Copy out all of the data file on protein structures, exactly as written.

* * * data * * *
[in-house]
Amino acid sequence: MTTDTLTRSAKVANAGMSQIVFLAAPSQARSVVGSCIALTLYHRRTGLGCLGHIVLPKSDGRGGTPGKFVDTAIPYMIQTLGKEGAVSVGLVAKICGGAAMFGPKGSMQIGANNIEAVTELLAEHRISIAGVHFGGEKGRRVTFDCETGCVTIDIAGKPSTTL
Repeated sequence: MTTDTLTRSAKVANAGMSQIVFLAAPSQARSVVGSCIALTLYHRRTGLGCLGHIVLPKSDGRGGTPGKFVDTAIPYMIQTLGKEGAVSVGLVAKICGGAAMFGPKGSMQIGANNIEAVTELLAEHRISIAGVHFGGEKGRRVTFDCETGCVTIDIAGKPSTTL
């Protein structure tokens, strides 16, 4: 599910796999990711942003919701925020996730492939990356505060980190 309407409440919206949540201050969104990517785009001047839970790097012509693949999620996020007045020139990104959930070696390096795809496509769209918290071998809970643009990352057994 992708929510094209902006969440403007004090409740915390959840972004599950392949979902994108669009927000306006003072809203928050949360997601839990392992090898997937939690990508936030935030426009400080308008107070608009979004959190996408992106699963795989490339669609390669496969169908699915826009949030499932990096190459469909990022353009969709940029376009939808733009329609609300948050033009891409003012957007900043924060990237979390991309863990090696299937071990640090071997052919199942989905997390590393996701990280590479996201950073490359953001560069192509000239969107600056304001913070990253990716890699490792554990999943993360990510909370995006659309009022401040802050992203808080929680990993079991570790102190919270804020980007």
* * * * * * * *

[in-house]
Amino acid sequence: MTTDTLTRSAKVANAGMSQIVFLAAPSQARSVVGSCIALTLYHRRTGLGCLGHIVLPKSDGRGGTPGKFVDTAIPYMIQTLGKEGAVSVGLVAKICGGAAMFGPKGSMQIGANNIEAVTELLAEHRISIAGVHFGGEKGRRVTFDCETGCVTIDIAGKPSTTL
Repeated sequence: MTTDTLTRSAKVANAGMSQIVFLAAPSQARSVVGSCIALTLYHRRTGLGCLGHIVLPKSDGRGGTPGKFVDTAIPYMIQTLGKEGAVSVGLVAKICGGAAMFGPKGSMQIGANNIEAVTELLAEHRISIAGVHFGGEKGRRVTFDCETGCVTIDIAGKPSTTL
């Protein structure tokens, strides 16, 4: 599910796999990711942003919701925020996730492939990356505060980190 309407409440919206949540201050969104990517785009001047839970790097012509693949999620996020007045020139990104959930070696390096795809496509769209918290071998809970643009990352057994 992708929510094209902006969440403007004090409740915390959840972004599950392949979902994108669009927000306006003072809203928050949360997601839990392992090898997937939690990508936030935030426009400080308008107070608009979004959190996408992106699963795989490339669609390669496969169908699915826009949030499932990096190459469909990022353009969709940029376009939808733009329609609300948050033009891409003012957007900043924060990237979390991309863990090696299937071990640090071997052919199942989905997390590393996701990280590479996201950073490359953001560069192509000239969107600056304001913070990253990716890699490792554990999943993360990510909370995006659309009022401040802050992203808080929680990993079991570790102190919270804020980007």